"Basically, SenseCast is an open-source Kinect-enabled digital-out-of-home display that brings digital media — specifically news-related content — into shared public spaces in a way that reaches out and grabs you. Each display is a digital media hub consisting of an inexpensive LCD screen, a computer (currently a Mac Mini), and an off-the-shelf Kinect sensor array. SenseCast is designed to run apps that bring news content to the physical places where people encounter each other: cafés, malls, train stations, grocery stores, etc. It uses the capabilities of the Kinect sensor array to let people interact with the content (and each other) using natural gestures and a touch-free, germ-free interface. The app we have developed for the student center pulls student-produced news items from the RSS feeds of the various school news sites and allow passers-by to not only page through the stories with natural swipe gestures, but also to 'Like' stories with a simple thumbs-up or take the story with them on their mobile by scanning a QR code."
I think there is a lot of potential for such uses of media. Many others have compared these to some of the ways in which Tom Cruise is seen manipulating data and images in the futuristic movie, "Minority Report." The year represented in the film? 2054.
• KINECT IS SOCIAL, SORTA: When you finish playing a game, the Kinect displays photos of you in action on the screen. For us, they were some of the most dynamic, funny family moments we've seen, consisting mostly of one or two of us up in the air, or looking extremely determined to accomplish the task at hand. These photos are then stored on the Xbox and can be uploaded onto KinectShare.com. While the picture taking is automatic, the uploading part isn't intuitive. There's a way to upload photos from KinectShare to Facebook. I know not everyone would want to share these photos. Still, it's a pretty cool way to share a new glimpse into your world.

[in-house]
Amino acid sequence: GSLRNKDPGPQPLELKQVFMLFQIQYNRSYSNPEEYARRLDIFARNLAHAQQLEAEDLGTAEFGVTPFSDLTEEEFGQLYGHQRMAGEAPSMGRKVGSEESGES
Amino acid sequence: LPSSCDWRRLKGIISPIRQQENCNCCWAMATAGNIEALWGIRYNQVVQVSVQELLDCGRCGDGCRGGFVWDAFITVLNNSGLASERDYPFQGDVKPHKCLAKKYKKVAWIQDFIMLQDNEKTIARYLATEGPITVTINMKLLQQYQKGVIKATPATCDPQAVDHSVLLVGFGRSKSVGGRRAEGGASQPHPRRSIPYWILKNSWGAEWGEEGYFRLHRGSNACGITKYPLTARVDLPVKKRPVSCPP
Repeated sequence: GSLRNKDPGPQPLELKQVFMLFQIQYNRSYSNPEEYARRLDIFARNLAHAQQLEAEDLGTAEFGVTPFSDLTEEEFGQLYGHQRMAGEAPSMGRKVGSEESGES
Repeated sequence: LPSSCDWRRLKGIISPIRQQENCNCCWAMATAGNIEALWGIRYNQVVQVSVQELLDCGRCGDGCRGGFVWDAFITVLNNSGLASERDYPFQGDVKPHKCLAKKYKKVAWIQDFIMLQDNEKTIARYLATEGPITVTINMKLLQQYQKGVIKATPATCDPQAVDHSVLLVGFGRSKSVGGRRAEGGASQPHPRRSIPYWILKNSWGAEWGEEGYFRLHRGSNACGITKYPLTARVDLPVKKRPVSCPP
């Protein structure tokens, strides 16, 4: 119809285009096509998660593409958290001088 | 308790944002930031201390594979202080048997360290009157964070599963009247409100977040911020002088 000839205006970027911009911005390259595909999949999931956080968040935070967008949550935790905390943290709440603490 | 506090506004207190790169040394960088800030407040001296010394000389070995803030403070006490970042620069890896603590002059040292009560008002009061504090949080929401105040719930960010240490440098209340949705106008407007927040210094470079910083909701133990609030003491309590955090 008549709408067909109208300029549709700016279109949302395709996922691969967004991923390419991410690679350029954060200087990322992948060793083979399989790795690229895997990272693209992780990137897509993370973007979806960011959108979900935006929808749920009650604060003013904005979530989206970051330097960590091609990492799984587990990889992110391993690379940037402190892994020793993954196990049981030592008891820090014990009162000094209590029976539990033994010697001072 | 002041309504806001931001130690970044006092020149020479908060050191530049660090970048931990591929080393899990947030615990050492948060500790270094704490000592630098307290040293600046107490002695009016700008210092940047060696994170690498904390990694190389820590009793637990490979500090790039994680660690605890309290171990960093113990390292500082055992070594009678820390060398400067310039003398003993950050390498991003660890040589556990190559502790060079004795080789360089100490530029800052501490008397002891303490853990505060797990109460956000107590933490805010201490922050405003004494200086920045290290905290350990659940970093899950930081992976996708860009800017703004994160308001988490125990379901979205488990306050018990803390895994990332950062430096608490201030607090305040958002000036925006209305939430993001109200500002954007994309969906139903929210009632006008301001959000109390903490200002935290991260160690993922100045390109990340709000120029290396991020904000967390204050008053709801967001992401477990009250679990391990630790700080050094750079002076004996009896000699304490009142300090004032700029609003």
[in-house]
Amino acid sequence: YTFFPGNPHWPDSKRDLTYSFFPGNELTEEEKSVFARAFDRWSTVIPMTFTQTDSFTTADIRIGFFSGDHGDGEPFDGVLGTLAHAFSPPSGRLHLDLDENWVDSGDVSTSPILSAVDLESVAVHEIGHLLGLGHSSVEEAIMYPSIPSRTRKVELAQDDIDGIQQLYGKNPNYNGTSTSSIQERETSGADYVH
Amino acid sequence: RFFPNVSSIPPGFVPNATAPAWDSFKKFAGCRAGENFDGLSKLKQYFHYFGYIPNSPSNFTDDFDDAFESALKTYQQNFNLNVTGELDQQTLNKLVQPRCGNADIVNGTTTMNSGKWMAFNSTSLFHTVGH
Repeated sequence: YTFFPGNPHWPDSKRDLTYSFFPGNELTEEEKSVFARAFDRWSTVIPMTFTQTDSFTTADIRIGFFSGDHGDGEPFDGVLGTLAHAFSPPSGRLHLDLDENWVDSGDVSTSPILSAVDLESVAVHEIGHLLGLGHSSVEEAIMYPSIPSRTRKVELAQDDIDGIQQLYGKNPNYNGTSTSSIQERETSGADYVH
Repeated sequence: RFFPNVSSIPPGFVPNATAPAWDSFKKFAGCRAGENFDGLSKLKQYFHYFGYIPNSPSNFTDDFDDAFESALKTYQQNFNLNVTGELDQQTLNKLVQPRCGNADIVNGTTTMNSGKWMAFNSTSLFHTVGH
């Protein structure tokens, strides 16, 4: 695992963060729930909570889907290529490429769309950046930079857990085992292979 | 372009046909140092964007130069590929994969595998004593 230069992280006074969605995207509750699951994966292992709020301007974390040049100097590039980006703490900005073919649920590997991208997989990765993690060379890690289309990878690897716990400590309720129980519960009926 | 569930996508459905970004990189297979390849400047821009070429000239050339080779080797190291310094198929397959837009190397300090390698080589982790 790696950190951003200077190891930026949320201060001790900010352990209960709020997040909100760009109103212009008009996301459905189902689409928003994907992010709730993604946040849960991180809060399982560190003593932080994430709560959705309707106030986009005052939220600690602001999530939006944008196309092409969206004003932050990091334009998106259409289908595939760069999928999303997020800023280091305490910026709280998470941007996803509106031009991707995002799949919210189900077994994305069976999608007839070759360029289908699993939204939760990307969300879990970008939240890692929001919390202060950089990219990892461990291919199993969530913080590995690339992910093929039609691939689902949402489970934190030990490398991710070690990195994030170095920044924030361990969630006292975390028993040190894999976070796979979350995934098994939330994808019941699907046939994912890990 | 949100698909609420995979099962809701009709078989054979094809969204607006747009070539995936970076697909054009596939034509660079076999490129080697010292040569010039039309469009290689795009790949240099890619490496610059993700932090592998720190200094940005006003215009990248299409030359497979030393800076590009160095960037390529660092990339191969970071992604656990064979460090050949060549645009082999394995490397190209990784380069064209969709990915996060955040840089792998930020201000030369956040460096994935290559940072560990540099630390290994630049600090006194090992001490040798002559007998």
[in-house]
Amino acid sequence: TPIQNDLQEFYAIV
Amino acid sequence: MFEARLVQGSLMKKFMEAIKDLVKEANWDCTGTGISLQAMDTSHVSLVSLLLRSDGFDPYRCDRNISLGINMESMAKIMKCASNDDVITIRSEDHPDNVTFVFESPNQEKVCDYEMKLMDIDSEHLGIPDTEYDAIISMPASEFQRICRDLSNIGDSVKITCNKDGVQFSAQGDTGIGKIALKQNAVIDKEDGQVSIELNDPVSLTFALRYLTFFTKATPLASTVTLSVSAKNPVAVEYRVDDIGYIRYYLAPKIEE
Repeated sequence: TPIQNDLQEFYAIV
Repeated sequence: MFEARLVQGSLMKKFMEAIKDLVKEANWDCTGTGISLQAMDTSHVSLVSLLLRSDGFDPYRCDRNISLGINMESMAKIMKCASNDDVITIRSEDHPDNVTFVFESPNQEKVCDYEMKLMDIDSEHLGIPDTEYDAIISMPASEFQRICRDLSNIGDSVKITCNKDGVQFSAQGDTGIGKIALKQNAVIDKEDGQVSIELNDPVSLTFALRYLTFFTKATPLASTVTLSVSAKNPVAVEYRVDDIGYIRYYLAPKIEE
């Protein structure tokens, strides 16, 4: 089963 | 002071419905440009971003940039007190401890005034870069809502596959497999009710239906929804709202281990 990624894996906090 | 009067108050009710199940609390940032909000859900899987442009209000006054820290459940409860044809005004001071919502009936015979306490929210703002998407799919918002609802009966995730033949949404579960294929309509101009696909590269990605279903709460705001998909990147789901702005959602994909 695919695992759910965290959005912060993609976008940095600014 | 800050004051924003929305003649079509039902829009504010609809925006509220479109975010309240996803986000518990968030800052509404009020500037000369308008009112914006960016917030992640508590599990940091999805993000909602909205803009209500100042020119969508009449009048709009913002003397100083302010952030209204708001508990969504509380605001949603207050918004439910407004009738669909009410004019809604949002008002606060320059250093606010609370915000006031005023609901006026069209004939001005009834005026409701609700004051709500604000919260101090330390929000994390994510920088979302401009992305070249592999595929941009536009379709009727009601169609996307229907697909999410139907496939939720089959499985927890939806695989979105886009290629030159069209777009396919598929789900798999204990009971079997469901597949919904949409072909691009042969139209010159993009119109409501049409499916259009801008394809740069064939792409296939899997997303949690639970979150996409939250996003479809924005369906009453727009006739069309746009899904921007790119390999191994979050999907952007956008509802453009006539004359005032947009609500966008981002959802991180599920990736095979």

• THIS IS JUST THE BEGINNING: The Kinect shows that there's still lots of room for innovation in a field that seemed pretty saturated. I expect to see more developments in this area as the sensors gets smarter, the cameras gets sharper and the game play gets more sophisticated. This is going to affect everything from exercise routines to learning new dance and martial arts moves. And the idea of letting your geekiest fans tinker with your platform to go in new directions is especially appealing.
One final note: I also learned it works best if you can be about 10 feet away from the TV and have a wide open, furniture-free space. This has not been designed for Manhattan living. That means I need a bigger apartment.
What do you think? Post your comments below or on Twitter @sree.
Every week, DNAinfo contributing editor Sree Sreenivasan, a Columbia journalism professor, shares his observations about the changing media landscape.